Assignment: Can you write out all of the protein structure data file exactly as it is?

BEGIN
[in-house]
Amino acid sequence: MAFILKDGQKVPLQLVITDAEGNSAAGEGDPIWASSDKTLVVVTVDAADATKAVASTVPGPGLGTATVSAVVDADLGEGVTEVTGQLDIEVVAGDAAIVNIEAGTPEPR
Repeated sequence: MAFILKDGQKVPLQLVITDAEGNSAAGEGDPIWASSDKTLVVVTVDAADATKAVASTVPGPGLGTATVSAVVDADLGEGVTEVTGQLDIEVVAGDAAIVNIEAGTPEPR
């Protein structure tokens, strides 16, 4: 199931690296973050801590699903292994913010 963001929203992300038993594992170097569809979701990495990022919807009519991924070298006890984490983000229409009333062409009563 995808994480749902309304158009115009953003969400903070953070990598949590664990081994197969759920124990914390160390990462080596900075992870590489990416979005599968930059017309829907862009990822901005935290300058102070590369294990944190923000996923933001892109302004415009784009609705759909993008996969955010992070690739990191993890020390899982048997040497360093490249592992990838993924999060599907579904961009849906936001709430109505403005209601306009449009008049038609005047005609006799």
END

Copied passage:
[in-house]
Amino acid sequence: MAFILKDGQKVPLQLVITDAEGNSAAGEGDPIWASSDKTLVVVTVDAADATKAVASTVPGPGLGTATVSAVVDADLGEGVTEVTGQLDIEVVAGDAAIVNIEAGTPEPR
Repeated sequence: MAFILKDGQKVPLQLVITDAEGNSAAGEGDPIWASSDKTLVVVTVDAADATKAVASTVPGPGLGTATVSAVVDADLGEGVTEVTGQLDIEVVAGDAAIVNIEAGTPEPR
């Protein structure tokens, strides 16, 4: 199931690296973050801590699903292994913010 963001929203992300038993594992170097569809979701990495990022919807009519991924070298006890984490983000229409009333062409009563 995808994480749902309304158009115009953003969400903070953070990598949590664990081994197969759920124990914390160390990462080596900075992870590489990416979005599968930059017309829907862009990822901005935290300058102070590369294990944190923000996923933001892109302004415009784009609705759909993008996969955010992070690739990191993890020390899982048997040497360093490249592992990838993924999060599907579904961009849906936001709430109505403005209601306009449009008049038609005047005609006799």